US accession to the convention would provide domestic deep seabed mining industry strong leadership and legal stability
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Lockheed Martin, the only U.S. company with active claims to deep seabed sites under a U.S. law predating the Law of the Sea Convention, recently wrote to this Committee urging the Senate to approve the Convention. Lockheed has invested hundreds of millions of dollars on research and development related to deep seabed mining over the past 40 years. The company’s letter made clear that the multibillion dollar investments now required to launch an ocean-based resource development business will only occur if it can obtain the security of tenure and clear legal rights offered under the Convention. With Lockheed and potentially other U.S. companies poised to expand their operations and create new jobs, Senate accession to this treaty would allow investor dollars to stay here.
Equally important to U.S. companies contemplating deep seabed mining activities is U.S. leadership in the ISA. The next several years will be formative for the nascent deep seabed mining industry. As I mentioned earlier, the Convention’s deep seabed mining regime was overhauled in 1994, resulting in a system that is uniquely favorable to American interests. Those reforms included a permanent U.S. seat on the Council of the ISA. But the U.S. has not assumed that seat, and cannot guide the development of new rules pertinent to deep seabed mining activities while outside the Convention.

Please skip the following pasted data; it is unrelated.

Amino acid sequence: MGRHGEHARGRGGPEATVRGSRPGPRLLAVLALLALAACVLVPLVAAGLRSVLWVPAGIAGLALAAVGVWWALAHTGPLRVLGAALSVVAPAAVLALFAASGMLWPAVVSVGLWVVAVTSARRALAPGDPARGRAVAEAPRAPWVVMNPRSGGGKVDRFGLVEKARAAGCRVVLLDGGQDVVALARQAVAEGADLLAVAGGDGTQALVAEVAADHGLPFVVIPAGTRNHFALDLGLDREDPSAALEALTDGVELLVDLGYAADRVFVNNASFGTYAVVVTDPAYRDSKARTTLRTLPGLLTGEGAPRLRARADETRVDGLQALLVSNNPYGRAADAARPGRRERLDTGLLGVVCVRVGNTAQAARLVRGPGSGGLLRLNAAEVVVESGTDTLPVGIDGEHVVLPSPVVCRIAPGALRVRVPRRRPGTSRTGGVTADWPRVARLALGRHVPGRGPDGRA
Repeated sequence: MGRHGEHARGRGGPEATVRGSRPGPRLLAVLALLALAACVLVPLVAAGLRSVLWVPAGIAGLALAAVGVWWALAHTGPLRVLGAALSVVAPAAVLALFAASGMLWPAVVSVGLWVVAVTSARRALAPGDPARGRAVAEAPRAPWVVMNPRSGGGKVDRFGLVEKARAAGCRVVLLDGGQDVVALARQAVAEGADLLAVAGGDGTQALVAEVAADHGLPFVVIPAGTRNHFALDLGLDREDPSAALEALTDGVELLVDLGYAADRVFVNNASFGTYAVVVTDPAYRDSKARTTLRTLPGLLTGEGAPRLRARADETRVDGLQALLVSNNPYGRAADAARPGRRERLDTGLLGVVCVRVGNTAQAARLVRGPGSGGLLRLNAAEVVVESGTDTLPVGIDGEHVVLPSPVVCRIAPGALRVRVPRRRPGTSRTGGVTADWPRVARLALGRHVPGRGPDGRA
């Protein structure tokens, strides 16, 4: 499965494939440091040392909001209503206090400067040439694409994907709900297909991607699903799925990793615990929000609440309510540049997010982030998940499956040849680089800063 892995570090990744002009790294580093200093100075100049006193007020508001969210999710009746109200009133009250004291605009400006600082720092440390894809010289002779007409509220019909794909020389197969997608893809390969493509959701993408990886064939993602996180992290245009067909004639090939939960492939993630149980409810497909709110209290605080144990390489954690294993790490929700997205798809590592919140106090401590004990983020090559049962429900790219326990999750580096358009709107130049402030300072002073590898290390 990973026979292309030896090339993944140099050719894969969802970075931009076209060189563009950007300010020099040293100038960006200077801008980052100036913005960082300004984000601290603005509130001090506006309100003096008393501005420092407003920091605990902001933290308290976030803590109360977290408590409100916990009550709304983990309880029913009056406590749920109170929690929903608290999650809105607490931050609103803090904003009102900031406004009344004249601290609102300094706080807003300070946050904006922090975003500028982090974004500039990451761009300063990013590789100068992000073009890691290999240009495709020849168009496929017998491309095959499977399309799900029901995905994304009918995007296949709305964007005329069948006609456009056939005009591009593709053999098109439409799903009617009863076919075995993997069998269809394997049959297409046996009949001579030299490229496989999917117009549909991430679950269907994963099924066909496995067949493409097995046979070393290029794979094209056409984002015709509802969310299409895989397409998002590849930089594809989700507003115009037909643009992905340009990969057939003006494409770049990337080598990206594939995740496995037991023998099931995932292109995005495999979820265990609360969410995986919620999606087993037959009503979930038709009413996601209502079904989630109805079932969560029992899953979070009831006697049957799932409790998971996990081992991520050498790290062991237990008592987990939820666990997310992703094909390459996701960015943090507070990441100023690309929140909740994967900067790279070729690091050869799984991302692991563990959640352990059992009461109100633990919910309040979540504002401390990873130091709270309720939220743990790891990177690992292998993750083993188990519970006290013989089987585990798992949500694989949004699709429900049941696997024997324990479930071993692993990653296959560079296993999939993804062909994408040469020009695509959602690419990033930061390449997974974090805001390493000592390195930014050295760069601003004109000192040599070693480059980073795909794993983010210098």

The development of deep seabed claims is incredibly expensive. Companies in the U.S. are reluctant to invest heavily in deep seabed mining because of the risk that their activities would not withstand a legal challenge since the U.S. is not a party to the Convention. Conversely, foreign companies, because their governments have joined the Convention, have access to the international bodies that grant the legal claims to operate in the deep seabed area. The U.S. cannot represent the interests of its companies in those bodies.